The language of cinema can say abstract things. It can say things with sound and pictures that go into a viewer’s eyes and heart, and a thing is conjured that is not in a regular language – but there is a knowing, a realisation in the viewer from this language of cinema. It’s beautiful, beautiful language.

He provided this basic answer when asked to divulge the secrets of Mulholland Dr.  In other words, he’s not going to tell you a darn thing.  You go and figure it out yourself, according to your own interpretations.  If you’re going by the movie alone, the exact same thing could be said for Under the Skin.

Under the Skin - poster

On top of the masterful filmmaking, Scarlett Johansson turns in another great performance.  The film’s limited dialogue is somewhat muted, and often in a thick Scottish accent, to the point that at times it’s difficult to make out.  But I think this is deliberate — it’s not always so important what’s being said, but that something is being said in the appropriate context.  Talking in this movie is necessary at times to facilitate interactions, but the words themselves are secondary.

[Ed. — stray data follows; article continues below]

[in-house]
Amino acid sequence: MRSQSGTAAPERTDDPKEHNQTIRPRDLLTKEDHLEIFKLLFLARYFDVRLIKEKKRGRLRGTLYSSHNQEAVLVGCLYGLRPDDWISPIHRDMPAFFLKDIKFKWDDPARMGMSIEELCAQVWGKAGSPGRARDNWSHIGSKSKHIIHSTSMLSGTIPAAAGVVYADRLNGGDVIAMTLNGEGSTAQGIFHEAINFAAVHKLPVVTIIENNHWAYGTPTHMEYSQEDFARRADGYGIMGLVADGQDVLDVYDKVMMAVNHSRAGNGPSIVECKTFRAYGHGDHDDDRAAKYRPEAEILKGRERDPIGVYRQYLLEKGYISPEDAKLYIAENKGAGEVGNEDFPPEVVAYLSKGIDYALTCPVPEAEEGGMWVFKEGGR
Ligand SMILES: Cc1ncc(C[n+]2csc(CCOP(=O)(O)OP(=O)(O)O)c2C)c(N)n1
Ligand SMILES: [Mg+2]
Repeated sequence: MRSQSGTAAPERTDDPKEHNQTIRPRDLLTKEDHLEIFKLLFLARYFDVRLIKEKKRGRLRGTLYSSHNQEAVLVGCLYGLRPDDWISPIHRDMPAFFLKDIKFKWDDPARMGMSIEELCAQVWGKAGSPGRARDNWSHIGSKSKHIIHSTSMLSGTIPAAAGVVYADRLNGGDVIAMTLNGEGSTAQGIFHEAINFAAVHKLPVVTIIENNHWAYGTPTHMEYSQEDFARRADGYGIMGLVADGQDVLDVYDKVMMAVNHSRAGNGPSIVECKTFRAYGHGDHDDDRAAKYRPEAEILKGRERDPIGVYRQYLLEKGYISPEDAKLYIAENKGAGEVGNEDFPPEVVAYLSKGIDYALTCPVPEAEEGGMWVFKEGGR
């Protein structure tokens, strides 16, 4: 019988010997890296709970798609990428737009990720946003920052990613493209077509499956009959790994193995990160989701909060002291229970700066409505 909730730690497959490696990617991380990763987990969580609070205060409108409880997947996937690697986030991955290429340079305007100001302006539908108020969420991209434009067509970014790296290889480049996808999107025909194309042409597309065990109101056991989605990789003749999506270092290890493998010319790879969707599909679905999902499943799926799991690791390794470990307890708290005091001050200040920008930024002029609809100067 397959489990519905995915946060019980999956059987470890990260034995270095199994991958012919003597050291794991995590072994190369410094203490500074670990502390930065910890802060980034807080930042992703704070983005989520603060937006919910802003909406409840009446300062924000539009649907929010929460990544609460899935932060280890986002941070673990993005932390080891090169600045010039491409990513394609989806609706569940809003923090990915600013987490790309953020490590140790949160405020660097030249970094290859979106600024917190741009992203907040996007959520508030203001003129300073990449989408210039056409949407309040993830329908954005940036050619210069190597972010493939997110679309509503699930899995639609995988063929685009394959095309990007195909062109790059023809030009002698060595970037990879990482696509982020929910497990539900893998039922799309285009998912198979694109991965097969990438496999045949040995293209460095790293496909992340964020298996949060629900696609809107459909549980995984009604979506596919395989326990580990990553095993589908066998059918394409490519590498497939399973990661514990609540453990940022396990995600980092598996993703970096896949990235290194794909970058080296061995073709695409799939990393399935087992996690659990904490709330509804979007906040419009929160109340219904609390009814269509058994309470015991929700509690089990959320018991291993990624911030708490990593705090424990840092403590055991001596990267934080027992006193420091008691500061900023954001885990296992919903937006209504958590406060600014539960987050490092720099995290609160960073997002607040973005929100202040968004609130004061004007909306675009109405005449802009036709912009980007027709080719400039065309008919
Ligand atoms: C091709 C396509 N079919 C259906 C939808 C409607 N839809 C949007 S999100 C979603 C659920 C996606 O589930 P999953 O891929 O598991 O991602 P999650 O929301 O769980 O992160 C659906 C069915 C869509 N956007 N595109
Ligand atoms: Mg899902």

Back to Scarlett Johansson — she is turning out to be perhaps the best actress of her generation.  Kirsten Dunst I like a lot, and she was incredibly prolific, but she never presented the sheer range that Johansson is putting on display.  Neither has Michelle Williams, who is terrific as well.  Think about Johansson in just the last year: Her, Don Jon, Captain America, and now Under the Skin, where she executes an authentic British Scarlett Johansson - text blockaccent.  All highly disparate roles, all masterfully executed.  She’s pushing up into Meryl Streep territory — all she needs now is a role where she speaks four different languages in a perfect Polish accent.